Rep. Elijah Cummings Passes at 68

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The veteran Democratic representative chaired the powerful House Oversight Committee investigating President Donald Trump’s impeachment.

Rep. Elijah Cummings (D-Md.) has died, according to a statement from his office.

The Democratic member of Congress, who chaired the House Oversight Committee, which was among the panels investigating the impeachment of President Donald Trump, was 68. 

Cummings died at Gilchrist Hospice Care, an affiliate of Johns Hopkins Hospital in Baltimore at approximately 2:30 a.m. Thursday morning “due to complications concerning longstanding health challenges,” his office confirmed in a statement to HuffPost.

Rep. <a href="https://www.huffpost.com/news/topic/elijah-cummings" target="_blank">Elijah Cummings</a> (D-Md.) died Thursday
Rep. Elijah Cummings (D-Md.) died Thursday at the age of 68.

Cummings, the son of a sharecropper, practiced law for almost two decades and served in the Maryland House of Delegates before winning his congressional seat in 1996, where he was renowned for championing civil rights issues.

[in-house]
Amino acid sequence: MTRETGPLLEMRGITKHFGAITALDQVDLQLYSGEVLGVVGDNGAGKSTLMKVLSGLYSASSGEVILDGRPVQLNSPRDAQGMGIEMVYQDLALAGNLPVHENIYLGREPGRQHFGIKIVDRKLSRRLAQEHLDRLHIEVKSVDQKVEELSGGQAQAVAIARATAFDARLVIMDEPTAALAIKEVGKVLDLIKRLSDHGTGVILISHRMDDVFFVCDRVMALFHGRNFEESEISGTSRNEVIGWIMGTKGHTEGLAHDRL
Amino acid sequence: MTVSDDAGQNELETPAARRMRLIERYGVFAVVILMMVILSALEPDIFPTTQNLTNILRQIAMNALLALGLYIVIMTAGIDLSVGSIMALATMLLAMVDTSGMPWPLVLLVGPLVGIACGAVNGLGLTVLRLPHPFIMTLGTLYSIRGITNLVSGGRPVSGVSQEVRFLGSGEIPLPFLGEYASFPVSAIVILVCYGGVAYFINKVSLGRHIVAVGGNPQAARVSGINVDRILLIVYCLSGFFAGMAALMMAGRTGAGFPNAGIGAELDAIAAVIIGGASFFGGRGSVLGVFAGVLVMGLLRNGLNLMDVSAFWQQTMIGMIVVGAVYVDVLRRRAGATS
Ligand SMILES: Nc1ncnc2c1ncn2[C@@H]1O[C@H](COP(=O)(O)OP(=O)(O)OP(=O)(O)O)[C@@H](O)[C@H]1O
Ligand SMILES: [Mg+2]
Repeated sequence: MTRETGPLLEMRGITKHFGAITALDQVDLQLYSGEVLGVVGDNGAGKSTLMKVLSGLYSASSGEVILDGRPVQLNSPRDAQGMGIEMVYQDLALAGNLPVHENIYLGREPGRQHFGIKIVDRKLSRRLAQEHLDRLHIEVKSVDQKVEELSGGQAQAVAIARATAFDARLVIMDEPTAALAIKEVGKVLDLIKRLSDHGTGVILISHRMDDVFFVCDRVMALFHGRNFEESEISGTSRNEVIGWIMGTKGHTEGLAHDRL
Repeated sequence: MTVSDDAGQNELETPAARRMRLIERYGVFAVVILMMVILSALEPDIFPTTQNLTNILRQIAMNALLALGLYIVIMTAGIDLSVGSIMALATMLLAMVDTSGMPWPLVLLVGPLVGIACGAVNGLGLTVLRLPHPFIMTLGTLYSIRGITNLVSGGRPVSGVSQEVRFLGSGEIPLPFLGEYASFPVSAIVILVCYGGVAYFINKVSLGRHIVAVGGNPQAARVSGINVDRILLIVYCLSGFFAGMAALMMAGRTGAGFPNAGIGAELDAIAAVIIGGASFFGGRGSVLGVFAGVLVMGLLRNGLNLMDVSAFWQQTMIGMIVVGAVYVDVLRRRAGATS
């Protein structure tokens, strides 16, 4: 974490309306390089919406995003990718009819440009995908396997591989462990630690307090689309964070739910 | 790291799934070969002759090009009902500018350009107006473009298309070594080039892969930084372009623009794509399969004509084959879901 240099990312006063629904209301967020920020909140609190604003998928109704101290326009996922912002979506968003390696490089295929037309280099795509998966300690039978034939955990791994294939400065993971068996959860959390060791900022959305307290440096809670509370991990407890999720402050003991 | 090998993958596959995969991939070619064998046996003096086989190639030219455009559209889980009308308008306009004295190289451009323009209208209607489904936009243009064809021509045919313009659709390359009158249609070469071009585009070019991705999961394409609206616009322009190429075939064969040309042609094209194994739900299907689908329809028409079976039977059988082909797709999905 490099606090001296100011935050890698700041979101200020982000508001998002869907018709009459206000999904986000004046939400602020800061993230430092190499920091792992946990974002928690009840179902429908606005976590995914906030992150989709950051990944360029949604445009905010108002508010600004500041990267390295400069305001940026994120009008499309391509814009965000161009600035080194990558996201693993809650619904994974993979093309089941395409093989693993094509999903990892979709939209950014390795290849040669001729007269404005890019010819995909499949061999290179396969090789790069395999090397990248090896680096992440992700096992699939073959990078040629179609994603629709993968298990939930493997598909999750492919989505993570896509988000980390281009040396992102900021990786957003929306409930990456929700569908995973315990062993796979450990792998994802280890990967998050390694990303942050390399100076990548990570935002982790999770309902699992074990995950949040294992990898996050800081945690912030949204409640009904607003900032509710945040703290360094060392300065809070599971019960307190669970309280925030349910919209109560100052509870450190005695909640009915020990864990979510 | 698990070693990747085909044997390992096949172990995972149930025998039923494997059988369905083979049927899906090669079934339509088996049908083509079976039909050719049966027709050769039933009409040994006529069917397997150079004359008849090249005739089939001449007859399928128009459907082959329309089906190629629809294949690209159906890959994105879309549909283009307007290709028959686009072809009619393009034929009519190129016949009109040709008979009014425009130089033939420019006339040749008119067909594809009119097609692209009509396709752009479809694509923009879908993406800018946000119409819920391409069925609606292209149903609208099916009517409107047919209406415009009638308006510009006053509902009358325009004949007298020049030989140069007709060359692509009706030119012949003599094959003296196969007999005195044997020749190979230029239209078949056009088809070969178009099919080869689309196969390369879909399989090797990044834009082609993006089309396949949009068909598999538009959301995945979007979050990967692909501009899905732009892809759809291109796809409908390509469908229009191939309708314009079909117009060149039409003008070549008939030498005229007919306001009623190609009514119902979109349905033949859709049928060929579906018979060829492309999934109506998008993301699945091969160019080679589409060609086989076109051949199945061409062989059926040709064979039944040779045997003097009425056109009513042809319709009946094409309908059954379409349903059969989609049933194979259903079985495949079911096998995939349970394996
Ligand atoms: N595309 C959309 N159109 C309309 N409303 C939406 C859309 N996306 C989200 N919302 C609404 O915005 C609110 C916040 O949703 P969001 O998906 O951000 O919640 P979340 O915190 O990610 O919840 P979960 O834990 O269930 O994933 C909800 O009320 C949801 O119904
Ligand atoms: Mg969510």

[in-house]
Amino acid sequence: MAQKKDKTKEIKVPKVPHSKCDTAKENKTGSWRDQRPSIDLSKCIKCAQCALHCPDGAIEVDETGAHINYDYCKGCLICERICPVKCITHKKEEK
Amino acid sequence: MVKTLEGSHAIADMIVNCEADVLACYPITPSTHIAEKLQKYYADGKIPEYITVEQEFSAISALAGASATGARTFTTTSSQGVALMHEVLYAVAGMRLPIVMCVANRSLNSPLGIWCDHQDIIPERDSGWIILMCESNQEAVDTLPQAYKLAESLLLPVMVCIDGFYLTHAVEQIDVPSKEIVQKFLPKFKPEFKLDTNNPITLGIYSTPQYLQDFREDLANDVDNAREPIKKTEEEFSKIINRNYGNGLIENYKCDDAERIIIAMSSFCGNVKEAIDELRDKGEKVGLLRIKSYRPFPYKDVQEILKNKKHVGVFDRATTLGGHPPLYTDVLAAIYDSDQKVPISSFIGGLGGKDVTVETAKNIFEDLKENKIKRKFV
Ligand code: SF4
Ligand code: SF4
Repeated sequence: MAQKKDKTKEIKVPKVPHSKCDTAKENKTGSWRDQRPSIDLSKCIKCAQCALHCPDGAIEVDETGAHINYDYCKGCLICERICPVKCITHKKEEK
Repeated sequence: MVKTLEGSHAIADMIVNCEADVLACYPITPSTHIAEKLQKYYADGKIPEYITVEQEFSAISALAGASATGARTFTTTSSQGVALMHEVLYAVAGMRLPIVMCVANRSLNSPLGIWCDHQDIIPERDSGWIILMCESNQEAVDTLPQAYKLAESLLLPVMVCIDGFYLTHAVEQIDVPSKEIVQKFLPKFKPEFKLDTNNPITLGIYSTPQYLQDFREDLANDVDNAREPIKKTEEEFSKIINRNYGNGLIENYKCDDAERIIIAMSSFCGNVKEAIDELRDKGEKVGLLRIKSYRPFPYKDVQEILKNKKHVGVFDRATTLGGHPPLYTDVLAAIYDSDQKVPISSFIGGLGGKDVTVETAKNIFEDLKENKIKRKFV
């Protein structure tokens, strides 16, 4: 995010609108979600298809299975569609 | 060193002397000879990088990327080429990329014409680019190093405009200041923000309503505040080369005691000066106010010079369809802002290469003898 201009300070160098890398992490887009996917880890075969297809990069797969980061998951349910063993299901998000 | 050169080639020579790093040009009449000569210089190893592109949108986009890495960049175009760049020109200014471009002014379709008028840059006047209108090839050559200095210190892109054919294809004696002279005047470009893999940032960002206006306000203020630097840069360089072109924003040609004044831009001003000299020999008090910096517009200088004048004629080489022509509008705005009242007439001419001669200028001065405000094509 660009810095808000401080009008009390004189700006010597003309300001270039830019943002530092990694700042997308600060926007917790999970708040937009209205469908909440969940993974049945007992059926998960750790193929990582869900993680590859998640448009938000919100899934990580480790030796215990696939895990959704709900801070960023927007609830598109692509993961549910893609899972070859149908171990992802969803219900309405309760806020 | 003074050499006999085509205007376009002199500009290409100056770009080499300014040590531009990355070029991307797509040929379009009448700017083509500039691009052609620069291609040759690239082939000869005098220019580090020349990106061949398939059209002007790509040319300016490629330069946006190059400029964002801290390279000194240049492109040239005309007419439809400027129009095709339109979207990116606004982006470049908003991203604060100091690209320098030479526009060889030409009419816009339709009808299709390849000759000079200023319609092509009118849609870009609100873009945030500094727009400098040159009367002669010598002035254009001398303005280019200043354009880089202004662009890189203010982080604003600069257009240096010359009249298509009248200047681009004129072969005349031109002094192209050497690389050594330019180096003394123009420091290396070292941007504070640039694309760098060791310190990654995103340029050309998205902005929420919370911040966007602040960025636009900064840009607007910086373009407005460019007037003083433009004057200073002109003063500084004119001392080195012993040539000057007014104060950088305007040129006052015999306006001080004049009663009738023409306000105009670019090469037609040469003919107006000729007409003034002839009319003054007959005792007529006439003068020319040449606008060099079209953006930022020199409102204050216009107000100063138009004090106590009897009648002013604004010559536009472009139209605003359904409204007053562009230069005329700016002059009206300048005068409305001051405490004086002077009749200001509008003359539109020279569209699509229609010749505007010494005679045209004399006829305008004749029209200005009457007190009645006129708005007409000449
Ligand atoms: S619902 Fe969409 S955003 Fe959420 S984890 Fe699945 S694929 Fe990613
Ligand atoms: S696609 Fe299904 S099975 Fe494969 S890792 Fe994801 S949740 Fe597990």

His House committee’s probes into the Trump administration drew fierce anger from the president. In July, Trump tweeted racist insults about Cummings and his majority-black district, calling it a “rodent-infested mess.”

Cummings earlier this year said he had “no doubt” that Trump is a racist after the president said four Democratic members of Congress ― all women of color ― should “go back” to other countries.

On the only time in 2017 that Cummings talked one-on-one with Trump about lowering drug prices, the Baltimore Sun reported him as telling the president: “Mr. President. You’re now 70-something, I’m 60-something. Very soon you and I will be dancing with the angels. The thing that you and I need to do is figure out what we can do — what present can we bring to generations unborn?”

The Baltimore archdiocese tweeted this tribute to Cummings:

Others also remembered the lawmaker on Twitter:

Trump in a landslide? This historically accurate model predicts exactly that

 

President Donald Trump has a love/hate relationship with polls, surveys and predictions. He loves the ones that paint him in a positive light, and, of course, he hates all those “fake” ones that don’t.

He’s going to absolutely adore this one.

According to Moody’s Analytics, Trump is headed toward another four years in the White House. And, if the numbers are right, it won’t even be close.

In fact, his Electoral College victory could very well be wider than the 304-227 margin he enjoyed over Democratic rival Hillary Clinton in the 2016 election.